The commandments of the Lord are right, bringing joy to the heart.
The commands of the Lord are clear, giving insight for living” (Psalm 19:7-8 NLT).

“Your word is a lamp to my feet and a light to my path” (Psalm 119:105 NASB).

The Problem with Adding Rules to God’s Word

Sometimes we add to God’s standards, turning God’s protection into a heavy burden. Jesus blasted the religious leaders of His day for this very offense. The apostle Paul pointed out the fruitlessness of using man-made rules to corral sinful impulses.

“‘Don’t handle! Don’t taste! Don’t touch!’?Such rules are mere human teachings about things that deteriorate as we use them.These rules may seem wise because they require strong devotion, pious self-denial, and severe bodily discipline. But they provide no help in conquering a person’s evil desires” (Colossians 2:21-23 NLT).

If you grew up under religious rules that turned you off to biblical standards, Jesus understands. Look at His invitation.

“Then Jesus said, ‘Come to me, all of you who are weary and carry heavy burdens, and I will give you rest. Take my yoke upon you. Let me teach you, because I am humble and gentle at heart, and you will find rest for your souls. For my yoke is easy to bear, and the burden I give you is light’” (Matthew 11:28-30 NLT).

Dismissing God’s commandments brings suffering and heartache. Adding to them steals our joy and puts the focus on self-effort instead of faith. What is the solution?

“Now the Lord is the Spirit, and where the Spirit of the Lord is, there is liberty” (2 Corinthians 3:17 NASB).

We must welcome God’s commandments as guardrails of liberty and invite the Holy Spirit to live through us every day in applying them.

Don’t be duped by our culture—religious or secular. Biblical instructions keep our lives safe and protect our liberty.

Loving God means keeping his commandments, and his commandments are not burdensome. 1 John 5:3 NLT

This article is brought to you by the Advanced Writers and Speakers Association (AWSA).

About the author: Drawing from her walk with Christ, and years as a Christian counselor, coach, and Bible teacher, Debbie W. Wilson helps women give themselves a break so they can enjoy fruitful and grace-filled lives. She is the author of Little Women, Big God and Give Yourself a Break. Her latest book, Little Faith, Big God, was released in February 2020.

Little Faith, Big God: Grace to Grow When Your Faith Feels Small by [Wilson, Debbie]

Debbie and her husband Larry founded and run Lighthouse Ministries, a nonprofit counseling, coaching, and Bible study ministry. She is an AWSA (Advanced Writers and Speakers Association) certified speaking and writing coach. Debbie enjoys a good mystery, dark chocolate, and the antics of her two standard poodles. Refresh your faith with free resources at debbieWwilson.com.

Join the conversation: Which boundary in God’s Word do you consider essential to healthy living?

More Like Them

by Tama Fortner

Have you ever had a single verse just explode your perception of God and the magnitude of His love for you? That’s exactly what happened when my son introduced me to one of his favorite Bible verses.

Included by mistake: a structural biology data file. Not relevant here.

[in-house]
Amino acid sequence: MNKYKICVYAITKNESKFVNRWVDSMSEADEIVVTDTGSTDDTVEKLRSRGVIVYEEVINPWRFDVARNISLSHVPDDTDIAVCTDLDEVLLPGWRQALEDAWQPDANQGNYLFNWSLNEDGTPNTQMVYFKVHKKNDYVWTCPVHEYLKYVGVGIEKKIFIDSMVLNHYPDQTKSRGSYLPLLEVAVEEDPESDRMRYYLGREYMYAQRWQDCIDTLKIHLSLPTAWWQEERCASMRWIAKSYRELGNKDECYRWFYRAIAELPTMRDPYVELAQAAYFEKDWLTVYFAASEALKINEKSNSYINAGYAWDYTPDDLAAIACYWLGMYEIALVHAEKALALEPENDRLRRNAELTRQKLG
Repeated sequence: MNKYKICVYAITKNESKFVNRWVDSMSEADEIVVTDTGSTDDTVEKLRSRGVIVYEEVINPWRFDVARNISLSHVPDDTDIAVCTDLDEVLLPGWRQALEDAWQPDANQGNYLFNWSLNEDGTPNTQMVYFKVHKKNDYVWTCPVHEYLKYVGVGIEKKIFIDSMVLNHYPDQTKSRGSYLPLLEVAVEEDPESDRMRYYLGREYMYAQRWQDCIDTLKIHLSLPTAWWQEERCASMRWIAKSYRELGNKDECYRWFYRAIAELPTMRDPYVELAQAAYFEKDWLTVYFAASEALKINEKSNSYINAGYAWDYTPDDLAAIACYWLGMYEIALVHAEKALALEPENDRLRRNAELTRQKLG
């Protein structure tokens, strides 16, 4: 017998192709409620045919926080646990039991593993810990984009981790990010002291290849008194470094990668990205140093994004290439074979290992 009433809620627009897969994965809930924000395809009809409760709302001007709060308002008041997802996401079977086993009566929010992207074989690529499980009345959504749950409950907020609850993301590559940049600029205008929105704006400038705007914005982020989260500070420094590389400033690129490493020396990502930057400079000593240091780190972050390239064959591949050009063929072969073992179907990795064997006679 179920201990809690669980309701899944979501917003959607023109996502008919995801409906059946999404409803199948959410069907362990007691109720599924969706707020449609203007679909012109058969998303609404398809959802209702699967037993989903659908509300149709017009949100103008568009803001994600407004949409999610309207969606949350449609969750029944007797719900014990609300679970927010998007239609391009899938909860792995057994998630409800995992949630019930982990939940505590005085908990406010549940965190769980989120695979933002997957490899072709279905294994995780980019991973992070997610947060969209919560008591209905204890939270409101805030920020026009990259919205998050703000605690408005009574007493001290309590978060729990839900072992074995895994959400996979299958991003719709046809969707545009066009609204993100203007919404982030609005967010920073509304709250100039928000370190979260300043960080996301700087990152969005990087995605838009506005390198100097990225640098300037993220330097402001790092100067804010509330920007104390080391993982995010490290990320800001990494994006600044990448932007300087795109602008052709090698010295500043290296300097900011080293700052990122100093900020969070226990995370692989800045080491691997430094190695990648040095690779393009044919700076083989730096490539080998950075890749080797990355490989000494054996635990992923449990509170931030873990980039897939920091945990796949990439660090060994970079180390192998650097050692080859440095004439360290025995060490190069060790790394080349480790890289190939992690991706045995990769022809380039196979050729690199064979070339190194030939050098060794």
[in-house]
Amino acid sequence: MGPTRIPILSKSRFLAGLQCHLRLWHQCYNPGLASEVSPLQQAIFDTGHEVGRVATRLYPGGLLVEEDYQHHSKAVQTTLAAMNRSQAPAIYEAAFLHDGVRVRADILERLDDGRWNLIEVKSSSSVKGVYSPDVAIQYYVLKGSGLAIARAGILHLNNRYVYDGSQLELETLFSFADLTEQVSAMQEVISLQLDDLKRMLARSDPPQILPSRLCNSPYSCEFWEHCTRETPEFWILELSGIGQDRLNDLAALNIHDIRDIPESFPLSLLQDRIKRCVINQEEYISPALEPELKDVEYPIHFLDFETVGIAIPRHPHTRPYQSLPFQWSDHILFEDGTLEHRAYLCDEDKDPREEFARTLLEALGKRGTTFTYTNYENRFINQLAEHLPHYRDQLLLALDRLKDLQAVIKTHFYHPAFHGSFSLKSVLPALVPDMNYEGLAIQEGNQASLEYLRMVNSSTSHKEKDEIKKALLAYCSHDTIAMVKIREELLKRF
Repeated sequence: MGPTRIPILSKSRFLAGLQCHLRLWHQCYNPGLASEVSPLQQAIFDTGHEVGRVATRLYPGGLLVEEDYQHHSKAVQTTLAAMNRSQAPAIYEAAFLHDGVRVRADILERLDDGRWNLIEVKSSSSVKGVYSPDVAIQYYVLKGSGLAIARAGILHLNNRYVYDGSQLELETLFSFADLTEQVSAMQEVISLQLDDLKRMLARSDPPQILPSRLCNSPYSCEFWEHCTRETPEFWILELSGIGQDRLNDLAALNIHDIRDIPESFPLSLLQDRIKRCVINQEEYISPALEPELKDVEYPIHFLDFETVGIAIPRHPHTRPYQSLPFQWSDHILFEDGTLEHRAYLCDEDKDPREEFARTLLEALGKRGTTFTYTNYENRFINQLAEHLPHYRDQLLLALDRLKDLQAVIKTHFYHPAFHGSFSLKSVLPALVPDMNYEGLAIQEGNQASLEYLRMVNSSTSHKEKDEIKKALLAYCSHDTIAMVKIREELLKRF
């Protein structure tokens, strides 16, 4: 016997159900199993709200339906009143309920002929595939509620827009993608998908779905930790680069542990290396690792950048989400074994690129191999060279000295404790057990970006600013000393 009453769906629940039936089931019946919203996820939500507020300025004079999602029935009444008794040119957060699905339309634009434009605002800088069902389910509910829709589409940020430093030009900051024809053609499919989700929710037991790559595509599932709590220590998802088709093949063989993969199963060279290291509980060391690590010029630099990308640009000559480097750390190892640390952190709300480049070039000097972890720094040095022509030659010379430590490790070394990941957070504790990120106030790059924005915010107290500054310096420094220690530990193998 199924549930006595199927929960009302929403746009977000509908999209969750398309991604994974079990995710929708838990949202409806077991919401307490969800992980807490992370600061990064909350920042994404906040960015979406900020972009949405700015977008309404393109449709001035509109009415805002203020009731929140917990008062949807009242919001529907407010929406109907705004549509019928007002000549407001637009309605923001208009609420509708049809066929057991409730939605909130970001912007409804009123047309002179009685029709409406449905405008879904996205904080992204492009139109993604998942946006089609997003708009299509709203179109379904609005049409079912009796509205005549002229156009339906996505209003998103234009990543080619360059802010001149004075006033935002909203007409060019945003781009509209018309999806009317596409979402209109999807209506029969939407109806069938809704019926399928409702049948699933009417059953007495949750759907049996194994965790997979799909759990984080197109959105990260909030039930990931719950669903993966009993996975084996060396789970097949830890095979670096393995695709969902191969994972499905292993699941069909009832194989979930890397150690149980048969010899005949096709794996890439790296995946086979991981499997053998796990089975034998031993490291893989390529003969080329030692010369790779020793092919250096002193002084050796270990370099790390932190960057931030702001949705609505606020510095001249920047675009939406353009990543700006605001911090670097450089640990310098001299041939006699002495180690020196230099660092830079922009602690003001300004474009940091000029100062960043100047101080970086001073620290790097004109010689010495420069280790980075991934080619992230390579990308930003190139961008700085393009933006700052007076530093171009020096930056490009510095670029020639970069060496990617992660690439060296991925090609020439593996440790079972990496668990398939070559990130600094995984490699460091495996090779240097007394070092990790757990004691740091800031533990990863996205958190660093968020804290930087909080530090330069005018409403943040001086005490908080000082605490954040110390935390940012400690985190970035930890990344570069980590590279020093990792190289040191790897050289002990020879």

It began with a simple conversation as our family gathered around the table. What is your favorite verse? One by one we shared the words that had touched our hearts and why. When it was my son’s turn, he read this:

“I, even I, am he who blots out your transgressions for my own sake, and remembers your sin no more.” Isaiah 43:25 NIV

Then my son offered his why: “Because it tells me that God wants me with Him.”

Wait! What? How had I missed that all these years?

Of course, I knew that God’s mercy—through Jesus—swept away my sins. (And some days, I keep Him pretty busy with all that sweeping!) And yes, I knew that He chooses to no longer hold my transgressions against me. (Though He has plenty to pick from!) But those four little words in the middle of this verse stopped me in my tracks and overwhelmed me with wonder. They’re the beautiful why behind everything our Lord does. How had I never noticed them before?

For my own sake.”

When these words were written, Israel had been behaving quite badly. Just one verse earlier, the Lord declared, “You have burdened me with your sins and wearied me with your offenses” (Isaiah 43:24 NIV). Oh, Israel. Oh . . . me.

And yet, God did not abandon His people. Nor does He abandon us. Instead, He freely offers not just forgiveness for our sins, but life—full, rich, and abundant life in Him (John 10:10)! God’s love for us is so great that He sent His own Son to purchase that abundant life for us on a Roman cross and through an empty grave. We’re not just another obligation to God. We’re not just part of some grudgingly kept, long-ago promise. God wants us to be with Him.

It was just a single verse, just a few words shared by a child, and yet they changed forever the way I see my God and my Savior.

I suppose some truths are so big and so wonderful that they can only be grasped by the hearts of those who are most like Him. Lord, help me to be more like them.

“ . . . for the kingdom of God belongs to such as these.” —Mark 10:14 NIV

This article is brought to you by the Advanced Writers and Speakers Association (AWSA).

About the author: Tama Fortner is an ECPA award-winning and bestselling writer with more than forty titles to her credit. As a ghostwriter, she has collaborated with some of the biggest names in Christian publishing to create inspirational books for children, teens, and adults. But her greatest accomplishments happen in a happy little home on the outskirts of Nashville, Tennessee, where she lives with her family and an incredibly lazy dog who doubles as a footwarmer.